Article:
How do you empower? LO26200

From: Peggy Stuart (
Date: 02/23/01

Replying to LO26199 --

Hi Bill:

Thanks for the very interesting post! I am learning lots as I go here, so
(1) thanks for the learning opportunity. I think this is a vital question
and (2) be prepared in case I reverse my position. :-)

"So, by that definition, others do empower us; we don't empower ourselves
(that did take all the wind out of my sails for a bit :-)."

I don't think it should ... I think you are quite correct in your earlier
statement that empowerment comes from within. We can "empower" ourselves
in that we can "authorize" ourselves to be autonomous or to self-govern
our activities. As such, on that dimension empowerment is linked to
initiative, which is in turn linked to committment vs. comliance. So to
me, that is part of the equation of "true empowerment."

"I recall hearing managers speak differently, though. I recall hearing
them wish for a more empowered workforce and seek ways to get it. They
seem to be asking for employees who are more likely to do a task when they
see it sitting there than to wait for someone to tell them to do it. I
think they were using it as an antonym to apathetic, as describing a
person full of power, no matter how they got it."

I am a stickler for using the right terms at the right times. If a leader
speaks of wanting a "more empowered workforce" and they therefore "seek
ways to get it". What exactly are they speaking of and what benefits do
they want? From your statements, I would think they are looking for a
workforce that will take the initiative to do what needs to be done
without being told, so that they - the leaders - are free to dedicate
their efforts to other areas. The output, or benefit, of this process
could be operational flexibility, decrease of leaders' workload, etc. (Are
they really speaking of wanting their employees to committ rather than

So how would leaders best accomplish this? This then becomes a part of a
bigger picture regarding leadership. Communicate what is needed (not
wanted) using the appropriate language. Does that then mean leaders get
what they want? No. This is only part of the equation leading to "true

Leader's can make their employees formally accountable to make those
changes when and if needed. However, the actions of defining what is
needed and when and subsequently making a person accountable becomes an
action of decentralization. I say that because that action is focussing on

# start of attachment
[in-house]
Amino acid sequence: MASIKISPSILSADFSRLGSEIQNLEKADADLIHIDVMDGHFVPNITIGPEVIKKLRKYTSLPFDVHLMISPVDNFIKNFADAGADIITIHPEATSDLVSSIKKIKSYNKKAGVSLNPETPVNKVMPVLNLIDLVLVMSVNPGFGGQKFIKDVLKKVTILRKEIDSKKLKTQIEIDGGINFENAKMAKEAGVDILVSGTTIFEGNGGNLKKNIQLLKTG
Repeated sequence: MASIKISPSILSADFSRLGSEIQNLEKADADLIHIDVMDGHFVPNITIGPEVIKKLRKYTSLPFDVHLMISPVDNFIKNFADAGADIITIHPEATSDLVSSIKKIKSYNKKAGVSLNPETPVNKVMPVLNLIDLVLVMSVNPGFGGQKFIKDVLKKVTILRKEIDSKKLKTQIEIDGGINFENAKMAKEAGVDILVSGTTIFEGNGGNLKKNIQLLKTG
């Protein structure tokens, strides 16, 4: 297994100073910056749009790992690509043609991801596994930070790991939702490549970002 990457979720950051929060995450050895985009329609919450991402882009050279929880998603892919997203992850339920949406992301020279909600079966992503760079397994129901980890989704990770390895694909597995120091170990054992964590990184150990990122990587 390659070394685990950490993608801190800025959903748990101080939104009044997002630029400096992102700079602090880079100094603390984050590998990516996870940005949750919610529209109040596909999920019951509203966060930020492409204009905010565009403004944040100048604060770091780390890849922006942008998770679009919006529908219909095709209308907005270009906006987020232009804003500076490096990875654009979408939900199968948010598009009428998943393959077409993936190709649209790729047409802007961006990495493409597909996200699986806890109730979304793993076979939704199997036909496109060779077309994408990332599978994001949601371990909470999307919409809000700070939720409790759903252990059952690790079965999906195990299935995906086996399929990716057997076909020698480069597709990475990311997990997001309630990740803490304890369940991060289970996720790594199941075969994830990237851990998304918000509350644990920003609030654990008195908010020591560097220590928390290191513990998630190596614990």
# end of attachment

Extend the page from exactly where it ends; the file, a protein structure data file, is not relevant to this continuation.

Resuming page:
the desired requirements of that position rather than the person,
therefore this action is happening on the systems-level. The only person
(people) that can evaluate the desired requirements of a person is that
person's supervisor (or co-worker, etc. Whoever works closest with the
person in question, which means empowerment can be lateral and well as

As such, leaders' responsibilities in the act of empowerment is to send
the message that they encourage it. That means that leaders will not go to
a person "what do you mean you passed that ... " decision-making process
"... to so-and-so? That's your job, not theirs!"

"I do believe managers bear some responsibility for this by their actions,
and I think that sort of thing has been covered well elsewhere."

Where? I tried to find 'coempowerment' on this listserv, but couldn't dig
it up. :-( I think coempowerment would speak of where I am going ...

"I also thing managees (those being managed) bear some responsibility, as
in your example:

> For example, 10 years ago I was told I was empowered to write an
> article for
> a national publication on my own initiative. (Wow! I worked so hard!)
> When I
> very proudly passed it by my boss, his only criticism was my choice of
> "...66 women and men...," a phrase I felt was needed in context of the
> article's message of gender equality. He said that term 'women and
> men' was
> grammatically incorrect. I was then ordered to reverse the genders
> back to

"I was first tempted to suggest that the only empowerment in the story was
the disempowerment when he corrected your grammar, as if true empowerment
said he'd publish whatever you wrote. Yet that's not quite right. It
certainly seems fair to me that an editor (no, he wasn't an editor, it
sounds like) might want to correct grammatical difficulties with your
writing, so I don't think empowerment in any of its definitions
necessarily implies carte blanche to do what you want without comment or
consequences. Yet his action did have a role in your no longer acting in
an empowered fashion."

No, he wasn't the editor. I passed him a copy out of courtesy as he was my
supervisor and should know what I was up to; know of the activities that
were taking me away from other things he wanted done. He did not even need
to see the copy before it went to the CEO for onward transmission.
(Incidentally, the phrase "woman and men" was a phrase the CEO regularly
used) So I did not have carte blanche in regards to the final product, nor
should I have had! But my supervisor was not accountable for that process;
it was not part of his job to critique the article. I was empowered by the
CEO to do this on his behalf, it was up to him to make any critiques.

However, by my supervisor's actions, he sent the message that he did not
trust my writing ability nor trust my judgement. That sent a signal to me
that negatively impacted my future dealings with him e.g. I was not as
courteous to my supervisor in the future when empowered by the CEO (I made